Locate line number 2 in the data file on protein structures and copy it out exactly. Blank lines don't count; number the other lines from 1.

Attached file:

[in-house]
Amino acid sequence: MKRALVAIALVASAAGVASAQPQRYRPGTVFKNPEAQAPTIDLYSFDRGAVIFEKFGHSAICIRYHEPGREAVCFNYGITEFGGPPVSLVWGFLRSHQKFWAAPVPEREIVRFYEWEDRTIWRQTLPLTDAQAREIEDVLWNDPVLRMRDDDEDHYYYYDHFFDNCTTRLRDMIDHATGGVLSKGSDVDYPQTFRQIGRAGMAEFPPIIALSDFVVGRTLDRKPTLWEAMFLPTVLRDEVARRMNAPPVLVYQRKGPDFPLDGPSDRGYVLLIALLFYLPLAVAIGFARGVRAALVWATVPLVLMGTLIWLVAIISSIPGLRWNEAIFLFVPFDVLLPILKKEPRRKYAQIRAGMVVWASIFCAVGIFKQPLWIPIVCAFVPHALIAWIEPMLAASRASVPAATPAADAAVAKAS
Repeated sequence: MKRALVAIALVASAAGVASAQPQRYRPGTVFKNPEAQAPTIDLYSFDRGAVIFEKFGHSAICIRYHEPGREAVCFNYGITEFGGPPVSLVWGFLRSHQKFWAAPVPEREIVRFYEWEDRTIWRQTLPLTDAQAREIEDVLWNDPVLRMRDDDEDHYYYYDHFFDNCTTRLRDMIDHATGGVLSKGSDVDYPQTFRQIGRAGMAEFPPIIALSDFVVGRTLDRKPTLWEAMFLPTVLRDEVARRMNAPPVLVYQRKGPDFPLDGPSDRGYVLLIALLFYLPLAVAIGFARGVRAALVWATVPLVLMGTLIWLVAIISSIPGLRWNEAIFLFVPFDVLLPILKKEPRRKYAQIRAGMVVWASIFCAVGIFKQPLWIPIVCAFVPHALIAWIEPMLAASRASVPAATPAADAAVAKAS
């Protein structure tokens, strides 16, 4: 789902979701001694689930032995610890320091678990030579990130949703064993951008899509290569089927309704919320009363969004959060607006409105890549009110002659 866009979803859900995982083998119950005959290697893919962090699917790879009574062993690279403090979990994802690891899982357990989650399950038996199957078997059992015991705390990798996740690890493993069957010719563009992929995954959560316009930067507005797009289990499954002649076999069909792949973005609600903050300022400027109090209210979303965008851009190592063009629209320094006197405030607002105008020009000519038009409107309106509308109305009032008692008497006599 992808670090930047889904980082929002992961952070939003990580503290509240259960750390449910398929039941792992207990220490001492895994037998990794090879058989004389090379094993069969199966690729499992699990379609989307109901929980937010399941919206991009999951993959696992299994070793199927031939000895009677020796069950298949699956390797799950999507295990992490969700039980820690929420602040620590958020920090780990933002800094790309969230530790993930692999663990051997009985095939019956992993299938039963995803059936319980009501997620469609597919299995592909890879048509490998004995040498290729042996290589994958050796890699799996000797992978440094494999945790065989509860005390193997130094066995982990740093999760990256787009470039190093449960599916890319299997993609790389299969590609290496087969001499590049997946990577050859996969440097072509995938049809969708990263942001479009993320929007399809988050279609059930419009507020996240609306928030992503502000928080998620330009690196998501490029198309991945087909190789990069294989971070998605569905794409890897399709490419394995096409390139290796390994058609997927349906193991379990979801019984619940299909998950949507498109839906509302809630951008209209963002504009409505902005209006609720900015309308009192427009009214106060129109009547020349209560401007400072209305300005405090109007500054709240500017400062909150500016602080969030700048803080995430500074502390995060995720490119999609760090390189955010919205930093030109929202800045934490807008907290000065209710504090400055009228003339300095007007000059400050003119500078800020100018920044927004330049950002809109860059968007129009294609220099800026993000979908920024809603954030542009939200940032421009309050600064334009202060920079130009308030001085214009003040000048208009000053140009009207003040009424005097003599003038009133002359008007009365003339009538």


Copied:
Amino acid sequence: MKRALVAIALVASAAGVASAQPQRYRPGTVFKNPEAQAPTIDLYSFDRGAVIFEKFGHSAICIRYHEPGREAVCFNYGITEFGGPPVSLVWGFLRSHQKFWAAPVPEREIVRFYEWEDRTIWRQTLPLTDAQAREIEDVLWNDPVLRMRDDDEDHYYYYDHFFDNCTTRLRDMIDHATGGVLSKGSDVDYPQTFRQIGRAGMAEFPPIIALSDFVVGRTLDRKPTLWEAMFLPTVLRDEVARRMNAPPVLVYQRKGPDFPLDGPSDRGYVLLIALLFYLPLAVAIGFARGVRAALVWATVPLVLMGTLIWLVAIISSIPGLRWNEAIFLFVPFDVLLPILKKEPRRKYAQIRAGMVVWASIFCAVGIFKQPLWIPIVCAFVPHALIAWIEPMLAASRASVPAATPAADAAVAKAS